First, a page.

Schara and cabinet inaugurated Thursday

MSA executive board hopes to “revamp” MU’s student government.
Vice Provost for Undergraduate Studies Jim Spain delivers the keynote speech during the MSA Inauguration on Thursday, Feb. 6. He shared some words of advice from former MSA Presidents during his speech.

The new Missouri Students Association President Mason Schara and Vice President Kelsey Haberberger were sworn in Thursday evening in front of friends, family and executive branch members.

This term, MU students should expect a newly revamped student government, Schara said. Under Schara and Haberberger’s platform, “Connecting Mizzou’s Stripes,” Schara said he hopes to make MSA more transparent.

“We want to make sure that all our auxiliaries and all our programs are a lot more useful for our students,” Schara said. “(These organizations) are for everyone.”

“Connecting Mizzou’s Stripes” was Schara and Haberberger’s campaign slogan. It all started when the two met during the University of Missouri Recruitment Team.

“What (the slogan) means to me is making sure all these different students ... are being heard and being talked to,” Schara said. “We want to make sure that people have the ability to communicate with us.”

This year’s inauguration was planned by the new deputy chief of staff, freshman Haden Gomez. Gomez was unable to comment, but Schara gave nothing but praise for his hard work and dedication to the event.

“(Gomez) did an amazing job,” said Schara, who planned former MSA President Nick Droege’s inauguration ceremony last year. “I can only imagine being a freshman and how stressful everything was. But he did an amazing job. I am so proud of him.”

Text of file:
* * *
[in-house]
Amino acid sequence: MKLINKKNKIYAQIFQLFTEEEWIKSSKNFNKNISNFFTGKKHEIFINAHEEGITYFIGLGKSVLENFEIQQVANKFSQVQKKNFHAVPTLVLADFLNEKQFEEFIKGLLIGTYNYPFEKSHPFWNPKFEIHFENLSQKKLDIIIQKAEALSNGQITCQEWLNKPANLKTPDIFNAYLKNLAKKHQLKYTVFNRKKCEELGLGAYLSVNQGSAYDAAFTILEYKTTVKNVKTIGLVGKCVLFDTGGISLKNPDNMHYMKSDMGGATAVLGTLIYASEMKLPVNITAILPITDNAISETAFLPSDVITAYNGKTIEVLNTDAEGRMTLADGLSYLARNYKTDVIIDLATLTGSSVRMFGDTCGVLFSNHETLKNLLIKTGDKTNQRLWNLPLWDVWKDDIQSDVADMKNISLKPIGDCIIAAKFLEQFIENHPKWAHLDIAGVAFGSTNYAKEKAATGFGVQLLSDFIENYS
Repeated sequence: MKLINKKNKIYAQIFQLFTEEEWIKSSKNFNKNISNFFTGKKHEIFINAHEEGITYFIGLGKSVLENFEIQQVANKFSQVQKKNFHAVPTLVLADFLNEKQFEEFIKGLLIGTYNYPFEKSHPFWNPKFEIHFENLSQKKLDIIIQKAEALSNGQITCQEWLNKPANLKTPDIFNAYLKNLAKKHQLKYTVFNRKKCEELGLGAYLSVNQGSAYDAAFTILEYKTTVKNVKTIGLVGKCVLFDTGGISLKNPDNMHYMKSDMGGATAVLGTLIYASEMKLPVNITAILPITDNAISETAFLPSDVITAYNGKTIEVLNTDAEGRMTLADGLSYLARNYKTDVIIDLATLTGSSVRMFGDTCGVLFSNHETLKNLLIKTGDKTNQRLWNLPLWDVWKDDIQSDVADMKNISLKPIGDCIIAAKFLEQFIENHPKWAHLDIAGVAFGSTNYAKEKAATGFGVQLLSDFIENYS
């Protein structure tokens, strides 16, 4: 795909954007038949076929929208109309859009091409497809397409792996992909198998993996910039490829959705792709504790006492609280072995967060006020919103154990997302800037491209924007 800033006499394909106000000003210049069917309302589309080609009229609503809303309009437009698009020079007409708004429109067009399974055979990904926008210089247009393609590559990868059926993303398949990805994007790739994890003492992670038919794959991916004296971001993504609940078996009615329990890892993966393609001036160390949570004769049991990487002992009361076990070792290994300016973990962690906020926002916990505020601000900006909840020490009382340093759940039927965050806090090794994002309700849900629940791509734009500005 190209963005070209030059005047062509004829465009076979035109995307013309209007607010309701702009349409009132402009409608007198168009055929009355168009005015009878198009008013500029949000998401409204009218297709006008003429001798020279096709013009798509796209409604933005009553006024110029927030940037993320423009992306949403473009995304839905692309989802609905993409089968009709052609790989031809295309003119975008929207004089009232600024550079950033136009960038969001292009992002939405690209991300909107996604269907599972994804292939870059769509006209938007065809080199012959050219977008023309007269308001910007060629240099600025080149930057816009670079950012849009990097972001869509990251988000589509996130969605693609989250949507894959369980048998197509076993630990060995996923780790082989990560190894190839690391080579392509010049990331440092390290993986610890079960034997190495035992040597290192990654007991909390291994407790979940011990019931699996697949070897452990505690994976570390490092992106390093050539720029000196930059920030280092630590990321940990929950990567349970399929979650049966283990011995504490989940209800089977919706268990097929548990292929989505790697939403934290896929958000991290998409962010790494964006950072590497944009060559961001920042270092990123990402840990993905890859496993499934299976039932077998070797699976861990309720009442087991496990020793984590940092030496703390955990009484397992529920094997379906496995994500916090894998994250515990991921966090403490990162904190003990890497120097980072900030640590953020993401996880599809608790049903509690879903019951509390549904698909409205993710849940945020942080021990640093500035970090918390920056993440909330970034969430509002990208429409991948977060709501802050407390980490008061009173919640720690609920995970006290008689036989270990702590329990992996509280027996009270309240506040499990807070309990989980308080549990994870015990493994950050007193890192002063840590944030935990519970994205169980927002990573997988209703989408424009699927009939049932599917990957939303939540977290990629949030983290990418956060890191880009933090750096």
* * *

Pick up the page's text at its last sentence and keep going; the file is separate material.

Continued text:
Schara, Associated Students of the University of Missouri President Ben Levin, Legislative Coordinator Camille Hosman, Director of Student Communications Gunnar Johanson and Secretary of Auxiliaries Sandy Patel all returned to the executive branch, Droege said.

“I think that all of them have a lot of potential to make a tremendous impact on campus,” Droege said.

Likely the most change the MSA executive branch will see this term is in the Department of Student Communications under Johanson, Schara said.

“I’m reaching out and creating a more department feel,” Johanson said.

Johanson said he has a DSC team picked, including a social media coordinator, a web development coordinator and a videographer.

Under 2012 MSA President Xavier Billingsley, DSC was very press-heavy, Schara and Johanson said. Under Droege, the department was more marketing and social media-directed.

“I’m hoping to combine the two … and take the best of both worlds that I’ve experienced and bring them together for hopefully a really great, reformed department,” Johanson said.

Five of the 10 executive members are new to MSA’s executive branch. These members include Gomez, Director of Student Services Zack Folk, Director of Student Activities Chelsea Fricker, Chief of Staff Myles Artis and Chief Diversity Officer Victoria Yu.

Yu’s position existed 10 years ago but was omitted from MSA’s executive branch. Droege attempted to bring someone in during his term but was unsuccessful, Schara said.

“This (position) is going to be a really good avenue for us to have an open line of communication for all of these different people and make sure that their voice is being heard,” Schara said.

Each MSA branch member has goals for this term to make MSA more accessible resource for students.

“It’s MSA, the big student body government,” Artis said. “And just by that, students feel a disconnection.”

Artis’ biggest goal as chief of staff is making a stronger connection between MSA and the MU student body.

“We are their government,” he said. “If we reiterate the fact that we are just like (them), then we hope that they can approach us and be willing to work with us.”

Schara said MU’s student body will experience a much stronger connection with MSA. With Artis, Schara is working on meeting monthly with the presidents of all MU academic college student councils.

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